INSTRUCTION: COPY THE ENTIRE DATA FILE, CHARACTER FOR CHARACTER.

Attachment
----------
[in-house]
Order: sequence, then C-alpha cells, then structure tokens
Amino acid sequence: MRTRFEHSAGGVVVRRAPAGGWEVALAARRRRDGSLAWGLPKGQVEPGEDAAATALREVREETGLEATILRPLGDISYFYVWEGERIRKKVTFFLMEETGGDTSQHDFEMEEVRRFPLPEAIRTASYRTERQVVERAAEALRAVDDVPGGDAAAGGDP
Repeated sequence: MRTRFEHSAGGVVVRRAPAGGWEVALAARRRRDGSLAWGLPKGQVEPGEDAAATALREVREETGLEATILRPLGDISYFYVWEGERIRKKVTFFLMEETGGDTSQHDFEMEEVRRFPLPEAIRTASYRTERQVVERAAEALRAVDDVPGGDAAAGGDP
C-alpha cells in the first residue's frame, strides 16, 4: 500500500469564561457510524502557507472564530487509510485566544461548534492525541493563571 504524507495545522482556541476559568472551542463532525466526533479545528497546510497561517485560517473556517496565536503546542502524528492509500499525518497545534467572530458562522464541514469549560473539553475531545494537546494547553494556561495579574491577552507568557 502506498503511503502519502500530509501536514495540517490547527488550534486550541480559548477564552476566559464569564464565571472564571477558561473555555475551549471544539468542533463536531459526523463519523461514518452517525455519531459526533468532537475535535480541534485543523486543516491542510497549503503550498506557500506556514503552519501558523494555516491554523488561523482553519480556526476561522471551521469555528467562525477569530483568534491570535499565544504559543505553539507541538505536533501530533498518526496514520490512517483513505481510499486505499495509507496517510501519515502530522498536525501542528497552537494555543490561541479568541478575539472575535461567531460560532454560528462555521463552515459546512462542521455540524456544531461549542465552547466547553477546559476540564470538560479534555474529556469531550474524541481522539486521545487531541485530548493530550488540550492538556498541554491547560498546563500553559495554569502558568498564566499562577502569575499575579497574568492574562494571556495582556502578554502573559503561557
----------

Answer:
[in-house]
Order: sequence, then C-alpha cells, then structure tokens
Amino acid sequence: MRTRFEHSAGGVVVRRAPAGGWEVALAARRRRDGSLAWGLPKGQVEPGEDAAATALREVREETGLEATILRPLGDISYFYVWEGERIRKKVTFFLMEETGGDTSQHDFEMEEVRRFPLPEAIRTASYRTERQVVERAAEALRAVDDVPGGDAAAGGDP
Repeated sequence: MRTRFEHSAGGVVVRRAPAGGWEVALAARRRRDGSLAWGLPKGQVEPGEDAAATALREVREETGLEATILRPLGDISYFYVWEGERIRKKVTFFLMEETGGDTSQHDFEMEEVRRFPLPEAIRTASYRTERQVVERAAEALRAVDDVPGGDAAAGGDP
C-alpha cells in the first residue's frame, strides 16, 4: 500500500469564561457510524502557507472564530487509510485566544461548534492525541493563571 504524507495545522482556541476559568472551542463532525466526533479545528497546510497561517485560517473556517496565536503546542502524528492509500499525518497545534467572530458562522464541514469549560473539553475531545494537546494547553494556561495579574491577552507568557 502506498503511503502519502500530509501536514495540517490547527488550534486550541480559548477564552476566559464569564464565571472564571477558561473555555475551549471544539468542533463536531459526523463519523461514518452517525455519531459526533468532537475535535480541534485543523486543516491542510497549503503550498506557500506556514503552519501558523494555516491554523488561523482553519480556526476561522471551521469555528467562525477569530483568534491570535499565544504559543505553539507541538505536533501530533498518526496514520490512517483513505481510499486505499495509507496517510501519515502530522498536525501542528497552537494555543490561541479568541478575539472575535461567531460560532454560528462555521463552515459546512462542521455540524456544531461549542465552547466547553477546559476540564470538560479534555474529556469531550474524541481522539486521545487531541485530548493530550488540550492538556498541554491547560498546563500553559495554569502558568498564566499562577502569575499575579497574568492574562494571556495582556502578554502573559503561557